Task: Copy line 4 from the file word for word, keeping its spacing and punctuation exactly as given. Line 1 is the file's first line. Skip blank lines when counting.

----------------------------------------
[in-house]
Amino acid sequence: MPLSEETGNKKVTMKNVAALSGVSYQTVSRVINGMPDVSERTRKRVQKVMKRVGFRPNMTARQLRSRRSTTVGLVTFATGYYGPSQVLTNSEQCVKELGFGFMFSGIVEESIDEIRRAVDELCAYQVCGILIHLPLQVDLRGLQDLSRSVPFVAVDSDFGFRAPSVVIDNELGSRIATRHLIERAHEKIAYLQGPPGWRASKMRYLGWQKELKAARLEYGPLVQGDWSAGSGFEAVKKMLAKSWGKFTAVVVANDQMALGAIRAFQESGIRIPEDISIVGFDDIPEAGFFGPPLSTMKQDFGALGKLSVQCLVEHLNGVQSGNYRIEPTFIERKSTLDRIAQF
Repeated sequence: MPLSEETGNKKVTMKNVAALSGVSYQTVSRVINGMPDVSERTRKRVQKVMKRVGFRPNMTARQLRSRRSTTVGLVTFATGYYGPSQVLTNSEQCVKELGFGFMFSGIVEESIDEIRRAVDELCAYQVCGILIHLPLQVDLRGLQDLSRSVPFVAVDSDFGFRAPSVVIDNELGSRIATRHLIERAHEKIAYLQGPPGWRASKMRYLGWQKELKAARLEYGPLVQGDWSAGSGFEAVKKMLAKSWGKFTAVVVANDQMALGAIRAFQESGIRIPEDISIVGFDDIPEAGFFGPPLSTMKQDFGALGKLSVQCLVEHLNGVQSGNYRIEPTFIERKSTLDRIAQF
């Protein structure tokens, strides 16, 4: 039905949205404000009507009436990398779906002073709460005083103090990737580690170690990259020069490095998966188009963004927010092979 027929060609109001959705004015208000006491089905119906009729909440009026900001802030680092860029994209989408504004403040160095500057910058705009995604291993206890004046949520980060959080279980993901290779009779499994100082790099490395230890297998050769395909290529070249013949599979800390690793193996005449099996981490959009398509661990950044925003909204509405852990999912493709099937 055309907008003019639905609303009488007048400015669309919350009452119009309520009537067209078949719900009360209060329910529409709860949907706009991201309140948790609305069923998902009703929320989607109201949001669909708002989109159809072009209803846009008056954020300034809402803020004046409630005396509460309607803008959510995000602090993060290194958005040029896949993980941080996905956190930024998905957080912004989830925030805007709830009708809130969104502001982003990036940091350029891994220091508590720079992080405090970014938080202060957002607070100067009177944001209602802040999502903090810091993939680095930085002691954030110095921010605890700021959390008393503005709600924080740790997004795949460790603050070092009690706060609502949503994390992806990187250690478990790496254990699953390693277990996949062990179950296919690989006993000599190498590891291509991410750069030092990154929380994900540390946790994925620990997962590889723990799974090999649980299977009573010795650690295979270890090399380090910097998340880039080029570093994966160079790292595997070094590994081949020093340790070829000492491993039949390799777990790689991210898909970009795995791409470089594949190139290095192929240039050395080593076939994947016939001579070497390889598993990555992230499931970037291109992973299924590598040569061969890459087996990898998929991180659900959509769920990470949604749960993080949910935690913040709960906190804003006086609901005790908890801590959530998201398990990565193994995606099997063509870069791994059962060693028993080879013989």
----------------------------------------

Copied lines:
């Protein structure tokens, strides 16, 4: 039905949205404000009507009436990398779906002073709460005083103090990737580690170690990259020069490095998966188009963004927010092979 027929060609109001959705004015208000006491089905119906009729909440009026900001802030680092860029994209989408504004403040160095500057910058705009995604291993206890004046949520980060959080279980993901290779009779499994100082790099490395230890297998050769395909290529070249013949599979800390690793193996005449099996981490959009398509661990950044925003909204509405852990999912493709099937 055309907008003019639905609303009488007048400015669309919350009452119009309520009537067209078949719900009360209060329910529409709860949907706009991201309140948790609305069923998902009703929320989607109201949001669909708002989109159809072009209803846009008056954020300034809402803020004046409630005396509460309607803008959510995000602090993060290194958005040029896949993980941080996905956190930024998905957080912004989830925030805007709830009708809130969104502001982003990036940091350029891994220091508590720079992080405090970014938080202060957002607070100067009177944001209602802040999502903090810091993939680095930085002691954030110095921010605890700021959390008393503005709600924080740790997004795949460790603050070092009690706060609502949503994390992806990187250690478990790496254990699953390693277990996949062990179950296919690989006993000599190498590891291509991410750069030092990154929380994900540390946790994925620990997962590889723990799974090999649980299977009573010795650690295979270890090399380090910097998340880039080029570093994966160079790292595997070094590994081949020093340790070829000492491993039949390799777990790689991210898909970009795995791409470089594949190139290095192929240039050395080593076939994947016939001579070497390889598993990555992230499931970037291109992973299924590598040569061969890459087996990898998929991180659900959509769920990470949604749960993080949910935690913040709960906190804003006086609901005790908890801590959530998201398990990565193994995606099997063509870069791994059962060693028993080879013989």